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Preconcentration of native copper and porphyry copper ores by electronic sorting.
Amiller-VR; Nash-RW; Schwaneke-AE
Min Eng 1978 Aug; 30(8):1194-1201
The Bureau of Mines developed a detector for controlling sorting devices to separate the copper-bearing fragments from the barren portion of Michigan native copper and western porphyry copper ores. A successful sorter could be used to preconcentrate the ore and eliminate costly hoisting or hauling of waste. An induction balance unit was developed and used in sorting tests on crushed size minus 2.5 Plus 1.3 Cm (minus 1 plus 1/2 inch) ores from the Kingston (0.9 pct cu) and Centennial (1.6 pct cu) Mines of upper Michigan. Concentrates of 4.0 pct and 7.5 pct cu were obtained at recoveries of 85 and 80 pct of the copper in the feed. Eighty percent of the sorted ore was rejected as tailing. Sorting larger fragments improved the separation efficiency. Tests on minus 10 plus 5 cm (minus 4 plus 2 inches) size Kingston (1.6 pct cu) and Centennial (2.1 pct cu) ore samples yielded concentrates of 4.3 and 4.5 pct cu with corresponding recoveries of 92 and 91 pct. About 60 pct of the sorted ore was discarded as tailing. Porphyry copper sulfide ores also responded to electronic sorting but at a lower separation efficiency. Sorting response was affected by the degree of segregation.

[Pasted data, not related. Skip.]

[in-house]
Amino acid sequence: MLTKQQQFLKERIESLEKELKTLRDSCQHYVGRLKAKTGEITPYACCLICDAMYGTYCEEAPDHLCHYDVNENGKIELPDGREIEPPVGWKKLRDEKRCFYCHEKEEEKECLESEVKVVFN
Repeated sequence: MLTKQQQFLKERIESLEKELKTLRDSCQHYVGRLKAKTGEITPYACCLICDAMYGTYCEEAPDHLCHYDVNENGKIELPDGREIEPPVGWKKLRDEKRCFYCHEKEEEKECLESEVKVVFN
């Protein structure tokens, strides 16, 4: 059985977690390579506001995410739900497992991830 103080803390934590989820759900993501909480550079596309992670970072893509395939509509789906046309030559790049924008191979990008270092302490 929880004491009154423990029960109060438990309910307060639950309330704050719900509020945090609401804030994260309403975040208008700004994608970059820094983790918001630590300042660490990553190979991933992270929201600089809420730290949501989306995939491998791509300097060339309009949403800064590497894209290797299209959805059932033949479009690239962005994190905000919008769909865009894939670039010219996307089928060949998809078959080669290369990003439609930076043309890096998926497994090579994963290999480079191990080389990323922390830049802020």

OP; Journal Article
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Page last reviewed: September 2, 2020
Content source: National Institute for Occupational Safety and Health Education and Information Division